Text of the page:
A lot of homeowners aren’t sure on the ins and outs of using an architect so we have put together this handy series of FAQ’s to give you the answers to the need for finding, appointing and working with an architect.
Do I need an architect?
If you are undergoing major works on your home or property it is a good idea to appoint an architect in Chester to get professional advice before you get going. If your project is much simpler and straight forward you may find that you don’t need to, however, we always recommend using one.
How do I know if someone is an architect?
There are a lot of questions revolving around what an architect is and how do you know if you are getting the real deal. The word “architect” is protected by law so essentially, if someone is calling themselves an architect, this means they have undergone the relevant training and are fully qualified as an architect.
You may find in your search for an architect some call themselves an architectural designer or similar. This doesn’t necessarily mean they are not up to the job, they just don’t have the relevant qualifications under their belt.
To be an architect you must be registered with the Architects Registration Board (ARB). So when you are looking for the real deal, make sure you check the directory first.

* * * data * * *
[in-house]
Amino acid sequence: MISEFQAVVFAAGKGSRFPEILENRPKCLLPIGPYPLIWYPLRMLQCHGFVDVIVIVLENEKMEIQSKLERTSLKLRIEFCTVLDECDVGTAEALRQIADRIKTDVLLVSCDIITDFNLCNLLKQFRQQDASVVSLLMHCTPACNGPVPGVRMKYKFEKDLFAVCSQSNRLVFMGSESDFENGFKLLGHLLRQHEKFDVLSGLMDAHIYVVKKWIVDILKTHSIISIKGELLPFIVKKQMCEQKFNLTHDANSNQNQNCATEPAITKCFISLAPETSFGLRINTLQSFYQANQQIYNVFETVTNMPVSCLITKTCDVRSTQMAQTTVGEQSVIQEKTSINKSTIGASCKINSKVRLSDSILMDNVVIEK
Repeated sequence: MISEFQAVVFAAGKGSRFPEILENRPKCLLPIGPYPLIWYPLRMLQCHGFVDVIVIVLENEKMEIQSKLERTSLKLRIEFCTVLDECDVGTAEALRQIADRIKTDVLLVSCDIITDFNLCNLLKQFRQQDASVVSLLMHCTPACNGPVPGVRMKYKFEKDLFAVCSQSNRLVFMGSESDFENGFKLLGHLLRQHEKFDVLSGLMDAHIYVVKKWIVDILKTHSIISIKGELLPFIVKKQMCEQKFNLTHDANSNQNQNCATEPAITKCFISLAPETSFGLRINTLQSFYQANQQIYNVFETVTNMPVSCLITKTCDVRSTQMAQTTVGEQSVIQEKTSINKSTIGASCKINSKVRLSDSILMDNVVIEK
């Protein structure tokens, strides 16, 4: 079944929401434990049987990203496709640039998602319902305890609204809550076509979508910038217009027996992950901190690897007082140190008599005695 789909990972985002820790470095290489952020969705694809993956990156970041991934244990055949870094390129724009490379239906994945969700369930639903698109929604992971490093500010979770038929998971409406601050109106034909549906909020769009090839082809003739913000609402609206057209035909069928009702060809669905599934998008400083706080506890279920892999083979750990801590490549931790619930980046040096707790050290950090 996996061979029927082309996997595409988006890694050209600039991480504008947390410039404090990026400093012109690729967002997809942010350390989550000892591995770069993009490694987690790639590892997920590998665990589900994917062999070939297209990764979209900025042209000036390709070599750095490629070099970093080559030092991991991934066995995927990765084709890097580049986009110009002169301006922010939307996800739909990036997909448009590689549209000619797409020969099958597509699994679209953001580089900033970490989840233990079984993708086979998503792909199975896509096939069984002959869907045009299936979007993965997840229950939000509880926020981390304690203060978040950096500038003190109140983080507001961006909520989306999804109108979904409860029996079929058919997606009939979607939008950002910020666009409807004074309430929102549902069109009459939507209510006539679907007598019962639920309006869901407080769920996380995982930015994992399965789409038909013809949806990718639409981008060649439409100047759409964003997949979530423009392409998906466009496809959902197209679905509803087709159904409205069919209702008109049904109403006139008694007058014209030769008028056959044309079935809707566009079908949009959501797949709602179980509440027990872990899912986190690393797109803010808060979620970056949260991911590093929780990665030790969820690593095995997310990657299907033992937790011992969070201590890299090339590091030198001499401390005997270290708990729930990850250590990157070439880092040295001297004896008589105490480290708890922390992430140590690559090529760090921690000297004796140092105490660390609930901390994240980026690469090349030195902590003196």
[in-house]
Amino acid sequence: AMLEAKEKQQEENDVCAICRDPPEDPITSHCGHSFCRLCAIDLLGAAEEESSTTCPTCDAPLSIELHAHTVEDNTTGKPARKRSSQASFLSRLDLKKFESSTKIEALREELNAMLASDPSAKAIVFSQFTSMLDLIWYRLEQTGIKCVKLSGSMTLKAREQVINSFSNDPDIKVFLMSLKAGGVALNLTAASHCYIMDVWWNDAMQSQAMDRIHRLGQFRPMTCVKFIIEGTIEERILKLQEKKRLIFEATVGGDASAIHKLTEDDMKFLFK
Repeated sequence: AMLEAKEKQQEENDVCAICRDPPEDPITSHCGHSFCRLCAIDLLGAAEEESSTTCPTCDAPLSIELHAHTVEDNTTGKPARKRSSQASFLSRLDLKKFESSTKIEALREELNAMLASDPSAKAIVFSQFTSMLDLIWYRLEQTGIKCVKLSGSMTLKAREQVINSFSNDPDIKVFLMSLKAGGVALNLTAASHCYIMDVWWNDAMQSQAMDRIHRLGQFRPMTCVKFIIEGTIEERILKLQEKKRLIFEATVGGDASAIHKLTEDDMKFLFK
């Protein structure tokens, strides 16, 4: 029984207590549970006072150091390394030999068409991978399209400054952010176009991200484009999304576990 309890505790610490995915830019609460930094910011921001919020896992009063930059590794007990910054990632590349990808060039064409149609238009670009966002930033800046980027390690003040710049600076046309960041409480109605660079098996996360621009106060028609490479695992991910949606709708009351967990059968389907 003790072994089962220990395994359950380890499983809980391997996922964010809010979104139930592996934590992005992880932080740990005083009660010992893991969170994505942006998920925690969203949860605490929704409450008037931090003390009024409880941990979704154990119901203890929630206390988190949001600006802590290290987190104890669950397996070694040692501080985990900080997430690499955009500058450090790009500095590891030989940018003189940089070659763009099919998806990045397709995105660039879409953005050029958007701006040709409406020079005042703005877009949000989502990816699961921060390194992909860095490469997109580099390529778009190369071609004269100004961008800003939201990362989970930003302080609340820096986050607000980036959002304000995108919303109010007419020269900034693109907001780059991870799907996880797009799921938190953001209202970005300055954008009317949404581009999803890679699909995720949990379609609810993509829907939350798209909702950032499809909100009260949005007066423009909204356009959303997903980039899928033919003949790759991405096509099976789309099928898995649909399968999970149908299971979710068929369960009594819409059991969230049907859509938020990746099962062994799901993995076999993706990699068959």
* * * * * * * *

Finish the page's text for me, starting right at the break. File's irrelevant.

What is RIBA?
RIBA stands for The Royal Institute of British Architects and it is a global professional body for excellence in architecture. Those that are usually signed up to the ARB usually sign up to RIBA too.
Why choose a RIBA chartered practice?
The RIBA meets strict criteria to be eligible, so using a RIBA chartered practice will ensure excellence in design and customer service.
How to pick the right architect?
The best way to choose an architect is to look around for recommendations first. Firstly with family and friends who have had good experiences and then to look at online reviews and past work.
One good thing to look at is practice and experience within the type of work that you want to do. One that has the style that you are looking for too is a plus point as it will be easier to get your point across and to achieve an end result that you are looking for.